Before Microsoft started thinking about security, this was easy. Now
every time you try to send an email, you get a warning that an external
program is accessing your address book or is trying to send mail.
Honestly, that's how viruses spread, and there is no difference between
your legitimate mail script and a virus as far as Outlook can
determine. So unless you disable Outlook's security or create a
separate script that will simulate a user by pressing the "OK" button
on all the security dialogs, you
won't get far.
Browser Form Email
Once again, security took most of the fun out of it. This used to be
"no programming" way to send email. HTML forms usually use the "get" or
"post" methods, but a few years ago browsers started supporting
"mailto" as an action. That meant everybody could use forms to collect
data, take orders, and act like the big dogs! Unfortunately, it also
meant every time you hit the "Submit" button on a form, you might be
disclosing your email address, IP address, and name to someone you'd
probably rather not have that information. As a result, browsers
now warn you when you submit a form that uses mailto for the
action. And modern script security stops scripts from automatically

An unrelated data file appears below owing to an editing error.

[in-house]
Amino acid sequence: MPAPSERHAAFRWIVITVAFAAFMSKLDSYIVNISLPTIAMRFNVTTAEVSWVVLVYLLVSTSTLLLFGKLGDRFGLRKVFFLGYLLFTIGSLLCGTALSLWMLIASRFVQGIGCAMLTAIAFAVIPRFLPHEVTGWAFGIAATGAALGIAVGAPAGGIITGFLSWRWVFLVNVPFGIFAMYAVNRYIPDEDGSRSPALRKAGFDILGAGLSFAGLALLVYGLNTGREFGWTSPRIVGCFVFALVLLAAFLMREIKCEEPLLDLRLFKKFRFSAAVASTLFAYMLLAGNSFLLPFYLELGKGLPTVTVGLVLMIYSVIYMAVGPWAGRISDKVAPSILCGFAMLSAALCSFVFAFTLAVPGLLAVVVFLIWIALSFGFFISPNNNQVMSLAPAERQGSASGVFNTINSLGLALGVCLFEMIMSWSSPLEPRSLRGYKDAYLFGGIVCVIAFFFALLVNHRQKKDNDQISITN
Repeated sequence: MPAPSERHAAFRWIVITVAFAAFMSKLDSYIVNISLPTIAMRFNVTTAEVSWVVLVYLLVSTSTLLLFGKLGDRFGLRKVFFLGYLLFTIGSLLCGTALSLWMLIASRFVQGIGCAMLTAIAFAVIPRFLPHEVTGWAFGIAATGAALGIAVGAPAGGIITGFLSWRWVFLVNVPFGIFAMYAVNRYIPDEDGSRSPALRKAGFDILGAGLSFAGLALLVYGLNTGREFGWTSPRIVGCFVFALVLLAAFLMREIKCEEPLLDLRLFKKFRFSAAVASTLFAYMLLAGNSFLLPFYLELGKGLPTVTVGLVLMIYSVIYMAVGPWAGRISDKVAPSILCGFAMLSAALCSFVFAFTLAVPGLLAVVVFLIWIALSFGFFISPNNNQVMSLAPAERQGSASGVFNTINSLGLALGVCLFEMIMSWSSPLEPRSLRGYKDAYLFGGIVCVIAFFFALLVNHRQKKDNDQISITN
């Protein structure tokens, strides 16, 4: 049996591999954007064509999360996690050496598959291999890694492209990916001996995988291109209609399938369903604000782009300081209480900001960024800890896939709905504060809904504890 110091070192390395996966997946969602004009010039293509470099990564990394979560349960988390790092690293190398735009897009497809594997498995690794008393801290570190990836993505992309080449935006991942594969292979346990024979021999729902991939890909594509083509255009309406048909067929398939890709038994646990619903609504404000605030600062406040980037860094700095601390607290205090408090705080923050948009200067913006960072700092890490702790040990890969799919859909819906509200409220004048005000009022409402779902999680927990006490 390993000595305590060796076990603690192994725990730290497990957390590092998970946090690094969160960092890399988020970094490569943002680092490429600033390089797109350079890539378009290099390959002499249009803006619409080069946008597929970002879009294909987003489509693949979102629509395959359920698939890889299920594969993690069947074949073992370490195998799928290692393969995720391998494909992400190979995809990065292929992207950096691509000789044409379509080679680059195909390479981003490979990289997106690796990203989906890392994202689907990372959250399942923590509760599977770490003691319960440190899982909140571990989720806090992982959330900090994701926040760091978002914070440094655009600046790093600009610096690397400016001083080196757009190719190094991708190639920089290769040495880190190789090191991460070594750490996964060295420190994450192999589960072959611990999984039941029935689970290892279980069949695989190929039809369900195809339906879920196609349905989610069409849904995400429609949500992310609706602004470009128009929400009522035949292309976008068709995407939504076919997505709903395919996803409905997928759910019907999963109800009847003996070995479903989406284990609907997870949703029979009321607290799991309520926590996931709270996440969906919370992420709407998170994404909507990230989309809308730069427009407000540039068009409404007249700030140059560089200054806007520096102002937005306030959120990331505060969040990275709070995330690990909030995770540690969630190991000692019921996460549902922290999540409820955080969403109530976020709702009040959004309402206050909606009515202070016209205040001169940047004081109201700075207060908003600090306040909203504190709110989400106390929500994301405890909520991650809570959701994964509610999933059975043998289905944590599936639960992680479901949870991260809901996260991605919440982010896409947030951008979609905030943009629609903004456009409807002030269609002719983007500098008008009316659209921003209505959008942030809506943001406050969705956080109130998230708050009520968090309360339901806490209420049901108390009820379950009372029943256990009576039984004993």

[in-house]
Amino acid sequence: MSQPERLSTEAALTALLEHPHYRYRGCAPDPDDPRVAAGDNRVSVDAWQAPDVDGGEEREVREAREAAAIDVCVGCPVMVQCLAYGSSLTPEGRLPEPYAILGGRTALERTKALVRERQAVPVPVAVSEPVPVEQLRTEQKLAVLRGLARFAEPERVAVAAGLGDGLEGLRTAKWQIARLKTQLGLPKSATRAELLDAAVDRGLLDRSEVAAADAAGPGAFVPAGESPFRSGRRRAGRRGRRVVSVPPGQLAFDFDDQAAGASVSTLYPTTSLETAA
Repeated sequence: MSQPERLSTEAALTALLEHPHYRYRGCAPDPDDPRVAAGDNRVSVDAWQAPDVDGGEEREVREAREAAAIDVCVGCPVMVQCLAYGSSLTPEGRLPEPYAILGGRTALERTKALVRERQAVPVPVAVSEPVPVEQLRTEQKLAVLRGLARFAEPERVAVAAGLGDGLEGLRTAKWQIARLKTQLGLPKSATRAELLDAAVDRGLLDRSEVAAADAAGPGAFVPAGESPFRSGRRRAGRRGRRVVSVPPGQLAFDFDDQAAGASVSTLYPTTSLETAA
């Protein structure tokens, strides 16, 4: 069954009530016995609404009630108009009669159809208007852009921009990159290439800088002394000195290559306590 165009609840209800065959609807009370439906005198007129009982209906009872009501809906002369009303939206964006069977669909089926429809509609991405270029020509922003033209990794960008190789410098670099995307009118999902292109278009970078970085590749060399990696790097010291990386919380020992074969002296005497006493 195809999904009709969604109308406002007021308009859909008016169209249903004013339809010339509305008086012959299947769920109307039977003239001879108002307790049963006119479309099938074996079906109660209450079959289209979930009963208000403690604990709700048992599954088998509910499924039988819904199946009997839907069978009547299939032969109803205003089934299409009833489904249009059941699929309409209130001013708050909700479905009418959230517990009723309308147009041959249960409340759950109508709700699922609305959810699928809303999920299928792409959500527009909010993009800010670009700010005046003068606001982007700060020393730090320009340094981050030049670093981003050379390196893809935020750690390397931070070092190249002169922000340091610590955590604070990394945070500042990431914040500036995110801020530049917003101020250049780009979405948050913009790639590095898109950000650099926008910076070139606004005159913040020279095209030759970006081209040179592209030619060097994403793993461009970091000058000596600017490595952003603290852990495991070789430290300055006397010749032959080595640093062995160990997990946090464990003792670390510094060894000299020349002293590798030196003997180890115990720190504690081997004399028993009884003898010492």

a mailto form. However, when web pages are run from your hard drive,
most warnings are disabled. So this method is still good for some
things. Here's a couple of how-to pages:
2000 workstation has CDO, but it wants to use a locally-installed SMTP
server. Which only exists on servers, not workstations! However, you
can make it work with an outside smtp server:
Try this sample code
MAPI You may
hear about it, but it won't help you with scripts or batch files. MAPI
is a generic interface to the default mail client on a PC. However,
MAPI is accessed entirely through ordinary Windows DLL files which
scripts and batch files can't manipulate.
SMTP When There is No SMTP
If you use Lotus or Exchange or some other proprietary mail system,
your best bet is to try really, really hard to find an SMTP mail
server! Scan your internal network on port 25 (the smtp port). Or just
try telnetting to port 25 to web servers and other likely machines in
your intranet (use a command like
SMTP From the Command Line
You can send email from a simple batch file. I've used both the below
command-line emailers with no problems, but prefer BLAT:
SMTP via ActiveX Control Try these links for objects which scripting can manipulate to send email :
Some of the links may provide VB sample code, while others will provide ASP sample code. VBScript isn't that much different. My personal preference is JMail from Dimac (the first link). I've used an older SMTP-only version of their product for years with no problems.
Lost? Look at the site map.
Bad links? Questions? Send me mail.